History for the U of M storm chasing course
In 2011 we drove a ridiculous distance, had a documentary crew with us, saw a bow echo transition to a supercell, core-punched loonie-sized hail and heard tornado sirens (without seeing a tornado).
The chase years
2009 saw the course catch some stunning storm structure, and almost all the time of the course was spent south of 49. It involved, again, a lot of driving as far south as Kansas.
We spent a lot of time in Red Deer in 2007, as the upper ridge axis stayed pretty much over the Rockies, not allowing storms to maintain themselves after moving off the foothills. If you look on YouTube, you may find a rap being done by one of the students, with one of the instructors providing the beat.
2006 was the year of driving. 5000 km. And the year of the newspaper reporter. A Winnipeg Free Press reporter and a photographer joined us for the storm chase that year, which took us to Alberta one day and to Iowa 2 days later. We saw a nice supercell in Alberta but had a colossal cap bust day in Iowa; in a small consolation, so did pretty much every other chaser in North America. And the pool party with pizza and beer didn't hurt afterwards, either.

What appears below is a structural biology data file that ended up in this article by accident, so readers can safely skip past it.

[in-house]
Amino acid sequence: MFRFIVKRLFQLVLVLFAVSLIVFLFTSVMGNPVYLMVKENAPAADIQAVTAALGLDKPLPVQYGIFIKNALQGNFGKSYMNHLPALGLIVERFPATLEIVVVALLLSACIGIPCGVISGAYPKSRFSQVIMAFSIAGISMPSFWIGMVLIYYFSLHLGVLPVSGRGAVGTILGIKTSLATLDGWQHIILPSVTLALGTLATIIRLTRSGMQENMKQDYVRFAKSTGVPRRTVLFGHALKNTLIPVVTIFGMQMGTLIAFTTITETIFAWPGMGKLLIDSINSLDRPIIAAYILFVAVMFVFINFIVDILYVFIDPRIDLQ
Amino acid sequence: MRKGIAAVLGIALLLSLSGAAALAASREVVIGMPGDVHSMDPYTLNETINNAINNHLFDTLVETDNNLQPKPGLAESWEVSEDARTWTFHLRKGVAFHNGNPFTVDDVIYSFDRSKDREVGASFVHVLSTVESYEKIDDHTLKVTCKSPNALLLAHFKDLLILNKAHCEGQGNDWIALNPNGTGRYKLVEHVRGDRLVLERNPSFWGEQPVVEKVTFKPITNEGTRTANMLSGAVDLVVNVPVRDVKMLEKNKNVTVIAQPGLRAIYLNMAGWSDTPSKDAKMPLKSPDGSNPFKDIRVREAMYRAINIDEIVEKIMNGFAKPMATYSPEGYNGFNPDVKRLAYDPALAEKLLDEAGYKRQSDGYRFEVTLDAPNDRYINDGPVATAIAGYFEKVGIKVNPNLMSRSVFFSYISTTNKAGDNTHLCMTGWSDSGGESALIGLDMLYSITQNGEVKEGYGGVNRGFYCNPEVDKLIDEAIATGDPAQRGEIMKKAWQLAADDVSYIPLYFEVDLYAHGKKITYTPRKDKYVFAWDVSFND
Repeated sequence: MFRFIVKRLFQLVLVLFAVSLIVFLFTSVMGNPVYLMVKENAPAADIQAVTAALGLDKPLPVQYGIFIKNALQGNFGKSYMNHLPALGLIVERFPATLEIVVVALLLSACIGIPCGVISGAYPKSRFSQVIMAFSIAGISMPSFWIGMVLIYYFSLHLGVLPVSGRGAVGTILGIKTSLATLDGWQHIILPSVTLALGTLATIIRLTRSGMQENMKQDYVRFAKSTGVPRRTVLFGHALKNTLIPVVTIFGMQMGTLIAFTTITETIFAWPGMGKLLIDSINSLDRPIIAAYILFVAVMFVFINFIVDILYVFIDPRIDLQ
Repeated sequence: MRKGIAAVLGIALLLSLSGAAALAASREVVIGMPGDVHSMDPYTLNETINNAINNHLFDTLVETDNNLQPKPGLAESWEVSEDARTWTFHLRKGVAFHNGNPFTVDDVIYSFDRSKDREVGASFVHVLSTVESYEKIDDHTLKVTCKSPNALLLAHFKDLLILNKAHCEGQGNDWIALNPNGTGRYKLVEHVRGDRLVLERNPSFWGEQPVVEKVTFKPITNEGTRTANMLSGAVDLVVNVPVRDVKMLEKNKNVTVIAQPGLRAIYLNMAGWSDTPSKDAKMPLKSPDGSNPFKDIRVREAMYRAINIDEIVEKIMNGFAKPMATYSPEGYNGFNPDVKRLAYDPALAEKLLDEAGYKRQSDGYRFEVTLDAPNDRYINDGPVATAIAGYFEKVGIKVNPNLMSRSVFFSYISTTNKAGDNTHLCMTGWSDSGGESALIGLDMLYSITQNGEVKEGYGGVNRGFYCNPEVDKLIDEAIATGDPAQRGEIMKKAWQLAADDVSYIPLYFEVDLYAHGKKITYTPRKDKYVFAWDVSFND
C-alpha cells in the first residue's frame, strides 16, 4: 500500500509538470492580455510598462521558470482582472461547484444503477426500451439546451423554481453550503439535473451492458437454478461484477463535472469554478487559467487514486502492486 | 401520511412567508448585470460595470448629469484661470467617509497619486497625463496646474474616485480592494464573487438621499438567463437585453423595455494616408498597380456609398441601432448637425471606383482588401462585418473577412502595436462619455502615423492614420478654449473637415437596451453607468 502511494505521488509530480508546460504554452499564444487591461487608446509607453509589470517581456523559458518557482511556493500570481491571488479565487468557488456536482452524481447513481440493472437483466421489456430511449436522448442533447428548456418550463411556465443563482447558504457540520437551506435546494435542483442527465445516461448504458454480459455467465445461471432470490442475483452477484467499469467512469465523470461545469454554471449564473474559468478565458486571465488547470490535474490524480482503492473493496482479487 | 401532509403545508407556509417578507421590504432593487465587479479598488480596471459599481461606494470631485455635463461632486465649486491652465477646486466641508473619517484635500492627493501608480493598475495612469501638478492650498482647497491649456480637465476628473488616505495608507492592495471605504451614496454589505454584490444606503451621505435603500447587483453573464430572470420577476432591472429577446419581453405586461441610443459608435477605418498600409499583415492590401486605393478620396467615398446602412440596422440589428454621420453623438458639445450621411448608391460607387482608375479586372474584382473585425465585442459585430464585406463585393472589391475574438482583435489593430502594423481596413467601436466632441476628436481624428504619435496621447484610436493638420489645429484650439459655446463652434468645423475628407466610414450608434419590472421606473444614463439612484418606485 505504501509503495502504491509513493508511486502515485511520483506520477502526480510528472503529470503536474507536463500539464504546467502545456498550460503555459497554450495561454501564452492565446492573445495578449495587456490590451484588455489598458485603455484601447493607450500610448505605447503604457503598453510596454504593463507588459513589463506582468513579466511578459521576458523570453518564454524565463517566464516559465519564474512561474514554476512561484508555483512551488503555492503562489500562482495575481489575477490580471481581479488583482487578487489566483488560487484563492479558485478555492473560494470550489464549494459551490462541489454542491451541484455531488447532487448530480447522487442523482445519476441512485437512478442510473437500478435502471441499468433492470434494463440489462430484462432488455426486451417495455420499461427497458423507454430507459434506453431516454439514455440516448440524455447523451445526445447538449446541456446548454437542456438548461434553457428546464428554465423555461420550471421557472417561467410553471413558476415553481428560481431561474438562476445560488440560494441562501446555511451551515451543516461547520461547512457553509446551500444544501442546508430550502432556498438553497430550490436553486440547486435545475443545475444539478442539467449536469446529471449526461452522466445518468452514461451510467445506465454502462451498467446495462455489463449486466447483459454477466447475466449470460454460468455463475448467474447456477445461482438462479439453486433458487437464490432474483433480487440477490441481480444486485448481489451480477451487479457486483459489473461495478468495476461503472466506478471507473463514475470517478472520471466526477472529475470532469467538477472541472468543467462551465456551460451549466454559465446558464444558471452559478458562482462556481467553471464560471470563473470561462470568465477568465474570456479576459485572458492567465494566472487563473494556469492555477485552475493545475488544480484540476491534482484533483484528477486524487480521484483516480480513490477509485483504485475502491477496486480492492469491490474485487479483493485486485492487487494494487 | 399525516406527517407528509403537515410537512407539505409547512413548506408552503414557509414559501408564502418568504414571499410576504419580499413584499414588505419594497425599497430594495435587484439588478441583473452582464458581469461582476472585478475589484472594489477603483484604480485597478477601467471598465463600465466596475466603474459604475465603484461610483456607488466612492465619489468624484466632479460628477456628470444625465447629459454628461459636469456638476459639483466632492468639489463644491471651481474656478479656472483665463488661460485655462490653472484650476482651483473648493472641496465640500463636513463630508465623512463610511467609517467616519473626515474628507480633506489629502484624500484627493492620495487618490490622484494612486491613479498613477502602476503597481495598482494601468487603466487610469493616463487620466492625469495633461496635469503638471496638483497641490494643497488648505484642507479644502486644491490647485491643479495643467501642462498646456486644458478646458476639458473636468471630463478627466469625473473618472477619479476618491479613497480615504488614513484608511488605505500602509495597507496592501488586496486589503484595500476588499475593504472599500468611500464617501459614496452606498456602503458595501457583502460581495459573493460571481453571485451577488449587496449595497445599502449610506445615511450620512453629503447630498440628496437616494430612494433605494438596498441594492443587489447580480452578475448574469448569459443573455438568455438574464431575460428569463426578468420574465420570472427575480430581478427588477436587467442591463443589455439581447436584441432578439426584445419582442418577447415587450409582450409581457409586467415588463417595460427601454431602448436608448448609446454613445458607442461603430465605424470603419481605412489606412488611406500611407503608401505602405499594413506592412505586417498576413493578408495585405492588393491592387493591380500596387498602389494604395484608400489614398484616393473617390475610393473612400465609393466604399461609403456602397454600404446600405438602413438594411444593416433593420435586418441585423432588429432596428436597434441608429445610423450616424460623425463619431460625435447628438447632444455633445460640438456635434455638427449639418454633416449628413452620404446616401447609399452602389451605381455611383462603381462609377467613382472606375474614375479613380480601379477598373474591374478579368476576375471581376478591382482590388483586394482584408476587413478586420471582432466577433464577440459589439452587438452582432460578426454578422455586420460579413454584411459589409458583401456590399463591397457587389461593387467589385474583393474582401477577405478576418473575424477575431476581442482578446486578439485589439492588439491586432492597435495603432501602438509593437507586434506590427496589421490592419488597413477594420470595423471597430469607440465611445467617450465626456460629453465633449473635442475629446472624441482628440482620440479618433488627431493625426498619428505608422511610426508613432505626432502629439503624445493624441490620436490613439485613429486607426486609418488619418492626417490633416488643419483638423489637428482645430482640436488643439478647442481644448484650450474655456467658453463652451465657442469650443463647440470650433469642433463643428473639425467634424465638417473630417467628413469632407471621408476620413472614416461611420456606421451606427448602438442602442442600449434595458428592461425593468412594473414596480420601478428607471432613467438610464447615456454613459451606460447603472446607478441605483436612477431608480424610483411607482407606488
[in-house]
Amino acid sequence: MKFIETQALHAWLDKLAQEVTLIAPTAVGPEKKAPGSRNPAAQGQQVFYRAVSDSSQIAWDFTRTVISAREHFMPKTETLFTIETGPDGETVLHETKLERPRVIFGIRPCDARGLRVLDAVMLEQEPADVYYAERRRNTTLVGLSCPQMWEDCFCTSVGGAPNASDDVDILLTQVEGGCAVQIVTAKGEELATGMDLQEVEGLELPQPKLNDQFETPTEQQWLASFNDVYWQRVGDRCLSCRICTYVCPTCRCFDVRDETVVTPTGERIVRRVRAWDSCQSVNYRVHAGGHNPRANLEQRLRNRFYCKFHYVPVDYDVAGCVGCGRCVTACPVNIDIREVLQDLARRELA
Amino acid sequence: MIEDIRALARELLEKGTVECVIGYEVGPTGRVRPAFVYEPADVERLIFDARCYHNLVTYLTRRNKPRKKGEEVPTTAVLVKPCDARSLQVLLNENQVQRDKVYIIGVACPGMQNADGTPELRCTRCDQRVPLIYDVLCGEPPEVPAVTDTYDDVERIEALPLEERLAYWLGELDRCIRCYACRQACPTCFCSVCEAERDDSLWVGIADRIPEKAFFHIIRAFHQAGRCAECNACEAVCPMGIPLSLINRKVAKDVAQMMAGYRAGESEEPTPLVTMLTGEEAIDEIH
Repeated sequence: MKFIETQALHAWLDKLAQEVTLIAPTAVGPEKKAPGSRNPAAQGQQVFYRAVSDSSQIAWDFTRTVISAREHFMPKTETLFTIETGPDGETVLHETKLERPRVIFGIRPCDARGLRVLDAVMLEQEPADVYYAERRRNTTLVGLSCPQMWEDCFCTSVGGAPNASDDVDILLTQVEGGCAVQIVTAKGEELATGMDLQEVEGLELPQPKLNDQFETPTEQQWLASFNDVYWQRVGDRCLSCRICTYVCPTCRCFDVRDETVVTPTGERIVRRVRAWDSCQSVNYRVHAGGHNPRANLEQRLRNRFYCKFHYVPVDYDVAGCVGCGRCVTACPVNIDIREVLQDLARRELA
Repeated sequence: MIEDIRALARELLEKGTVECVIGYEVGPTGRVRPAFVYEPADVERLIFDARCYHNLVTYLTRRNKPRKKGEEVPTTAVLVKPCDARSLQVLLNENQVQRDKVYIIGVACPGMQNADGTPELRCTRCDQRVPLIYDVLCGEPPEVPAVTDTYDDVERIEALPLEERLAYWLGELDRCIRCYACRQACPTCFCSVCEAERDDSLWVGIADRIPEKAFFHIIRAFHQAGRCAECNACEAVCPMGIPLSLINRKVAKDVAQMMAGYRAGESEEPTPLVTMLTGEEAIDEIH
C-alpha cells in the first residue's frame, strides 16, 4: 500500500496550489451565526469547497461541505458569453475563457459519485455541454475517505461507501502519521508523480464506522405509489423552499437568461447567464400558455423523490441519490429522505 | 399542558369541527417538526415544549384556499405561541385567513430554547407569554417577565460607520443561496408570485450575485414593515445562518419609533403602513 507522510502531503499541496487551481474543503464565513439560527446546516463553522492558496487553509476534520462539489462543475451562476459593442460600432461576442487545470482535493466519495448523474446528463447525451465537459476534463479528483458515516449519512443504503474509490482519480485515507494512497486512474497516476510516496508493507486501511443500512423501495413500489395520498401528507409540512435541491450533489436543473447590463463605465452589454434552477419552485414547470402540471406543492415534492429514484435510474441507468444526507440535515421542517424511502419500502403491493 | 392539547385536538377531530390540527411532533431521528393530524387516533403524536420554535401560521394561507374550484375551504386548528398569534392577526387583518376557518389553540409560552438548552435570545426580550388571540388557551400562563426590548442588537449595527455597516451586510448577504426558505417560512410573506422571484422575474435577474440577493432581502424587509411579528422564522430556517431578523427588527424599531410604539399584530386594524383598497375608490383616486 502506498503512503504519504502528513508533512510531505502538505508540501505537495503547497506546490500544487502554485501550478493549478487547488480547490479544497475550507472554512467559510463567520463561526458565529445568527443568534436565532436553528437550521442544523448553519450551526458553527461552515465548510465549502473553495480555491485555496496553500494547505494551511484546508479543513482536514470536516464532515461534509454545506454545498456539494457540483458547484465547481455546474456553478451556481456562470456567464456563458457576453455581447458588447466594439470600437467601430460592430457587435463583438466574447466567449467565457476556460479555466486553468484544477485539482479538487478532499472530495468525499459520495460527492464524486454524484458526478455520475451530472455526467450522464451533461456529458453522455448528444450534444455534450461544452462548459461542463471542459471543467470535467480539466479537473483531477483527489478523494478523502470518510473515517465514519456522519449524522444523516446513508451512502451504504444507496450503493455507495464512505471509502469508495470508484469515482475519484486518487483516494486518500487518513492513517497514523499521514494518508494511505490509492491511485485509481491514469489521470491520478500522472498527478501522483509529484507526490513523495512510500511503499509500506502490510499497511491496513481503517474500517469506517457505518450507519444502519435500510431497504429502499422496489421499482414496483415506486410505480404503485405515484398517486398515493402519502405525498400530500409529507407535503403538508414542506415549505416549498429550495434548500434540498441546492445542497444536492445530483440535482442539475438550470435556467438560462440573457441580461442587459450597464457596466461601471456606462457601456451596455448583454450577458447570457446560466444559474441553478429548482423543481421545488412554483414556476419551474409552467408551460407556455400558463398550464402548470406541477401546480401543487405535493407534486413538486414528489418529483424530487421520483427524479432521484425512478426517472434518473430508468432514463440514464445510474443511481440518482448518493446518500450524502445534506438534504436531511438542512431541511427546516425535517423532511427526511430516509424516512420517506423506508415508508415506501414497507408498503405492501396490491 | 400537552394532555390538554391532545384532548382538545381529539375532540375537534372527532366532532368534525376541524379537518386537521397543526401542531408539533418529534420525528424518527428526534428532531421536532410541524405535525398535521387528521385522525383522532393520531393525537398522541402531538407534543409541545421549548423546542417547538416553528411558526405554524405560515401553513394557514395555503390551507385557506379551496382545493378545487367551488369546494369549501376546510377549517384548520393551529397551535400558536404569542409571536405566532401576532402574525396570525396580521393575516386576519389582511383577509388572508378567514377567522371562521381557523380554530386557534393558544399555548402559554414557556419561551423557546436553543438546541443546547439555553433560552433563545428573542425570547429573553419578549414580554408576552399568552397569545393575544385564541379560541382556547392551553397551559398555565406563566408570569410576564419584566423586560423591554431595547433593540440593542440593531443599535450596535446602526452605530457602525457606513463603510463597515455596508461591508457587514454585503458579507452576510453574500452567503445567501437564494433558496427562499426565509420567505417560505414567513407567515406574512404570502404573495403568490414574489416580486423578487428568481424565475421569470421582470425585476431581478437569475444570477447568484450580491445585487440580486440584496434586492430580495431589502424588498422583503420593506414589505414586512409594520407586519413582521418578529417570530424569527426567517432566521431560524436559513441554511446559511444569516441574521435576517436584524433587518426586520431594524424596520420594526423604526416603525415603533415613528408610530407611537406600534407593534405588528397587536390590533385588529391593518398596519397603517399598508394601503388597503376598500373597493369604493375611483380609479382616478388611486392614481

2005 was the guinea pig year for the chase. We worked out a lot of the kinks associated with the logistics of the course, but despite some bumps we managed to catch the best storms (or on one day, clouds) in the potential chase area. We didn't catch any tornadoes, but we did see a nice supercell or two. And we held a great birthday party for one of the instructors when we were in Bowman, ND.
The seeds for the U of M storm chasing trip began way back in 1990, when a forecaster from the Winnipeg weather office met Paul Sirvatka, a professor of meteorology at the College of DuPage, in Glen Ellyn, Illinois.
They hit it off well, and a friendship was forged.
1999 featured the arrival of John Hanesiak, who holds a Ph.D. in meteorology, as a forecaster in the Winnipeg office.
Fast-forward to 2001, and Paul Sirvatka (the CoD guy), who by then had run a storm chasing course out of the CoD since 1991, enlisted the help of the forecaster and a student from the Winnipeg weather office: their July trip would potentially take them up to Canada and this would require tour guides of sorts, Canadians to help them get around in Canada and help them build their knowledge of Canadian storm climatology.
In the intervening years, the student (now a meteorologist at the Winnipeg weather office) kept up the relationship with the CoD, meeting them from time to time on a storm chase, in such far-flung places as Red Deer, AB and Wichita, KS.
By 2005, Hanesiak had moved on to be a professor of meteorology at the University of Manitoba, but kept his ties with the Winnipeg weather office. He was approached early that year with an off-the-wall idea: why not run a storm chasing course, for credit, out of the U of M. He proposed it and it was accepted, with a start to the course of that summer! Some might call this idea of the first Canadian storm chase course a ripoff, but we prefer to refer to it as an hommage.
Last update to this page: November 25, 2011